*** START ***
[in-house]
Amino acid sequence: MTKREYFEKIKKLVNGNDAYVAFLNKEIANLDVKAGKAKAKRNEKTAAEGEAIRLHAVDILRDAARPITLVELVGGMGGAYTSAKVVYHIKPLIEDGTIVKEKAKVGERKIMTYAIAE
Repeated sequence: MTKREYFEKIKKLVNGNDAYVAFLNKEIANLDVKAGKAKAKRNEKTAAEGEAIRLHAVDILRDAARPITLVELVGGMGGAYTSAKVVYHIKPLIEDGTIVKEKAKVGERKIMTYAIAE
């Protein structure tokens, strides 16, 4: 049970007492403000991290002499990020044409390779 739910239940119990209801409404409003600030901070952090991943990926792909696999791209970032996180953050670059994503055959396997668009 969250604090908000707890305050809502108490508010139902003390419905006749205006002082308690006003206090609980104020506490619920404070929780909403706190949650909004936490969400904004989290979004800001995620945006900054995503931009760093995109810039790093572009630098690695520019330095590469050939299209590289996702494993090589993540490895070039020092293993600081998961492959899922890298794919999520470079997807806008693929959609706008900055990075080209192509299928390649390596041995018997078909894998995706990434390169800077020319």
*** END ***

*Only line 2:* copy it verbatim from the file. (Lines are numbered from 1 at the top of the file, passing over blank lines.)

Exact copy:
Amino acid sequence: MTKREYFEKIKKLVNGNDAYVAFLNKEIANLDVKAGKAKAKRNEKTAAEGEAIRLHAVDILRDAARPITLVELVGGMGGAYTSAKVVYHIKPLIEDGTIVKEKAKVGERKIMTYAIAE